Beverly J. Stickles, Brett D. Owens, and Brian D. Busconi
Hip arthroscopy has obvious advantages over arthrotomy in the pediatric population. Whether hip arthroscopy is performed as a diagnostic or therapeutic intervention, it is significantly less invasive than arthrotomy and therefore allows for early recovery and return to activities. Furthermore, arthroscopy does not place the child at risk for avascular necrosis by dislocating the femoral head. Hip arthroscopy is still a technically demanding procedure in the pediatric population, but is easier to perform than in adults due to a relatively shallow joint with compliant soft tissues.1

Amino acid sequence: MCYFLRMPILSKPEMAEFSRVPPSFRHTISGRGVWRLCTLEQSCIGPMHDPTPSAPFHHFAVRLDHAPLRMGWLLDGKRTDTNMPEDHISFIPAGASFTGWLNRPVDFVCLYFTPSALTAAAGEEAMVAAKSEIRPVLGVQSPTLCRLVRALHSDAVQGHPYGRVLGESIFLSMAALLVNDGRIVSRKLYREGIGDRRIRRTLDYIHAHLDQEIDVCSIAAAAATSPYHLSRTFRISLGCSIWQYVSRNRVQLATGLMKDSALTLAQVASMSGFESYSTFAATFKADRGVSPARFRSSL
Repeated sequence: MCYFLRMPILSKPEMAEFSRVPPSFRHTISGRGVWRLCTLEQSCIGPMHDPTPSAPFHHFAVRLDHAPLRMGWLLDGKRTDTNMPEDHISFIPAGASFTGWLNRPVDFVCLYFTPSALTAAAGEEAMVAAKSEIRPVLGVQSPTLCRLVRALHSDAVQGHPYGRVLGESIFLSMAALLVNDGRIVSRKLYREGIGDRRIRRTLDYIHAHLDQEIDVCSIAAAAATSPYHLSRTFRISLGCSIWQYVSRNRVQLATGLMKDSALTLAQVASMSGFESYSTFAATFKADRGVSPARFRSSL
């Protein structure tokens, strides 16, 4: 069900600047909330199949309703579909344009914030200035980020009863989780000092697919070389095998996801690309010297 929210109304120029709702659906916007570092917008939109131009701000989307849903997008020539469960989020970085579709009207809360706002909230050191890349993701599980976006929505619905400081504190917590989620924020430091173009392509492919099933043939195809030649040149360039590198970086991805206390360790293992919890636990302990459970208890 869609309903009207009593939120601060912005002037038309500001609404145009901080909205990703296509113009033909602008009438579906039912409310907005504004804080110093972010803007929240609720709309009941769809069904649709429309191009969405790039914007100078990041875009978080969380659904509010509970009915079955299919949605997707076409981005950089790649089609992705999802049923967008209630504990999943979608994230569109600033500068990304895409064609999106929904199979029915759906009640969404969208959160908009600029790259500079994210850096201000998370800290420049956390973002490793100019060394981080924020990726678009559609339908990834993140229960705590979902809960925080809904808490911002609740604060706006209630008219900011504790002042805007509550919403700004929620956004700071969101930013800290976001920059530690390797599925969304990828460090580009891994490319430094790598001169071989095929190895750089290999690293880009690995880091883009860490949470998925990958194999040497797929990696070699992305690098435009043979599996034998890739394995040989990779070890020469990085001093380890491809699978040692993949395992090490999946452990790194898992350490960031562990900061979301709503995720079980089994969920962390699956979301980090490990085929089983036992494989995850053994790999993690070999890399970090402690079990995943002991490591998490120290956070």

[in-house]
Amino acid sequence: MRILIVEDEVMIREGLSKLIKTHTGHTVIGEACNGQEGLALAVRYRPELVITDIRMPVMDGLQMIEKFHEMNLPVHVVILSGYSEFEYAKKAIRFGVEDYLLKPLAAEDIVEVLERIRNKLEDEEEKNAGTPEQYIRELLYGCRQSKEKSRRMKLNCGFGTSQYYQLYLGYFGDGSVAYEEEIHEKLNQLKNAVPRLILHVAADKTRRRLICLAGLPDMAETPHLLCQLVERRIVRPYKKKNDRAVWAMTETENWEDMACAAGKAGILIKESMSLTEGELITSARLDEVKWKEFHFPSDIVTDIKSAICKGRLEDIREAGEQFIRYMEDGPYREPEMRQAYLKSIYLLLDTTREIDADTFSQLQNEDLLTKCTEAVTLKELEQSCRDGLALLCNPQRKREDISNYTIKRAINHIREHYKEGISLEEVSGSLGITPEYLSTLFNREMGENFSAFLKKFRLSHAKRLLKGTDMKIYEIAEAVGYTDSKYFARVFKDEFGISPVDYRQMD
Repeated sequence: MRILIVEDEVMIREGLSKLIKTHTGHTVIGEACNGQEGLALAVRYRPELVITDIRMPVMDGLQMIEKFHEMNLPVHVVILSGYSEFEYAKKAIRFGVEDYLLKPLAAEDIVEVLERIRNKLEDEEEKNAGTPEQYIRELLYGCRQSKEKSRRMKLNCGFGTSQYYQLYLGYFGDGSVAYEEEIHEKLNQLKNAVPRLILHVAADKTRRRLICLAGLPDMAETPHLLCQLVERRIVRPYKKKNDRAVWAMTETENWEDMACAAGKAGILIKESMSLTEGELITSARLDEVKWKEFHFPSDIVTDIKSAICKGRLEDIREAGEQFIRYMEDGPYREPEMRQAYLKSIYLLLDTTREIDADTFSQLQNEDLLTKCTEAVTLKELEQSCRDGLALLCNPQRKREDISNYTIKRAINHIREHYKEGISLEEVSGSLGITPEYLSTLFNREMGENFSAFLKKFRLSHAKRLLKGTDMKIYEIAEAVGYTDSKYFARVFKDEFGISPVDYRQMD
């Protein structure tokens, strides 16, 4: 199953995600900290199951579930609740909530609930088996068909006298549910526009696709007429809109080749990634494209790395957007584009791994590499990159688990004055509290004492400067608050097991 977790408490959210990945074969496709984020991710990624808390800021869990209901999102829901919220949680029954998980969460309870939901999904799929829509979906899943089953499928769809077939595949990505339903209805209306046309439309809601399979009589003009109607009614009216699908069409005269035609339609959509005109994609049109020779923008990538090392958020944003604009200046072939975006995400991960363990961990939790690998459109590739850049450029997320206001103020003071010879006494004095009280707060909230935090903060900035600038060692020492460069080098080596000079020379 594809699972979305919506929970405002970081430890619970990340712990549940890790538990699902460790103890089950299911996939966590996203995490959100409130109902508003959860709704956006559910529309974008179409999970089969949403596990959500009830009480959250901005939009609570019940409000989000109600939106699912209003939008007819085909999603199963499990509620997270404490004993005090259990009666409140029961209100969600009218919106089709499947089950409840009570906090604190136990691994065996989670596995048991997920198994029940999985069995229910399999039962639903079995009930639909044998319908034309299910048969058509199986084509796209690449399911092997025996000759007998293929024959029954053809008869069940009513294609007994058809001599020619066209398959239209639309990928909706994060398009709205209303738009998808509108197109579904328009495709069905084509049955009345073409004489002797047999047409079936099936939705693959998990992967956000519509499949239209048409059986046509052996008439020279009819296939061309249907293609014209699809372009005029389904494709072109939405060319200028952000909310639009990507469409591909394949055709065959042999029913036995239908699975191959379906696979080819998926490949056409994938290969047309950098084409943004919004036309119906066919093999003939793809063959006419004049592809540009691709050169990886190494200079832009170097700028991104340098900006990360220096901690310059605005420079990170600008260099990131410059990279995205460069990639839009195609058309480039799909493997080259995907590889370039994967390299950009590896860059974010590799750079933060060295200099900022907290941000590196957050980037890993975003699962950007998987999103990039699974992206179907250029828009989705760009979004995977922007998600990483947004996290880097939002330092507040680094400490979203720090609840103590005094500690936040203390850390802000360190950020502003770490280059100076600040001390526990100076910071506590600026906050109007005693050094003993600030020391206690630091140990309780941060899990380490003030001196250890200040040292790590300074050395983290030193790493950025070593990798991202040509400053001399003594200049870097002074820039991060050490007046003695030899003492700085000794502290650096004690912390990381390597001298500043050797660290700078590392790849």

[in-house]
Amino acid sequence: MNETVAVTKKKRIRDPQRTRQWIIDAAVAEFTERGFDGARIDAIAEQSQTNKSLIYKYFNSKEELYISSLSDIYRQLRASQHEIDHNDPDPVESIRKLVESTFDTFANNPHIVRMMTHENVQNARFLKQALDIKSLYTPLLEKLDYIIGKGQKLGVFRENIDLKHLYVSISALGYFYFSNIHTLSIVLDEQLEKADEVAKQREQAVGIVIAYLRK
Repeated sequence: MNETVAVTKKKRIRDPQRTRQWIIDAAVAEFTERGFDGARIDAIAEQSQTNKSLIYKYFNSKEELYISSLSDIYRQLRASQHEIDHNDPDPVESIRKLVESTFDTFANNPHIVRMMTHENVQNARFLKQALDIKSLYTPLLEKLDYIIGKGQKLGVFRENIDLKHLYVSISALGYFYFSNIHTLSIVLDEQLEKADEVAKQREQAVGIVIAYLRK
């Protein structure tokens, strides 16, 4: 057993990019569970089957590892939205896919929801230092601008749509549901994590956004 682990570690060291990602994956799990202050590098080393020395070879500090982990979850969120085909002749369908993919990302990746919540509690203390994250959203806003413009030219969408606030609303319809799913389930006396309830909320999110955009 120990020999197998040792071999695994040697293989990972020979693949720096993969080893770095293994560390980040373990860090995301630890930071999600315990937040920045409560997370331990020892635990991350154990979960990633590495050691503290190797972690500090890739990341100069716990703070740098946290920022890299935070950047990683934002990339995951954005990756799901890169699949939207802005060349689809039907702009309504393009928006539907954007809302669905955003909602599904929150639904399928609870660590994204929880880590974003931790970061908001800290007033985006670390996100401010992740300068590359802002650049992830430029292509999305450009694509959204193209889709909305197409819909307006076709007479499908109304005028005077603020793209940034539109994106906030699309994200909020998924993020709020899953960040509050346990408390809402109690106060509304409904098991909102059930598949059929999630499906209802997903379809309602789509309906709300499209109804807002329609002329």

Indications for hip arthroscopy in pediatric patients were first introduced into the orthopedic literature in 1977 by Richard Gross.2 A few years later, Holgerrson et al performed 15 hip arthroscopies in pediatric patients with juvenile rheumatoid arthritis. The arthroscopies allowed inspection of joint surfaces and more information about synovitis than plain radiographs provided, as well as an opportunity for synovec-tomy.3 Current indications for pediatric hip arthroscopy include septic arthritis, labral pathology, slipped capital femoral epiphysis, and Legg-Calve-Perthes disease. The role of hip arthroscopy in the pediatric population has not been thoroughly defined in the orthopedic literature. Due to the attractiveness of a less invasive option for pediatric patients, the indications for hip arthroscopy will no doubt expand.
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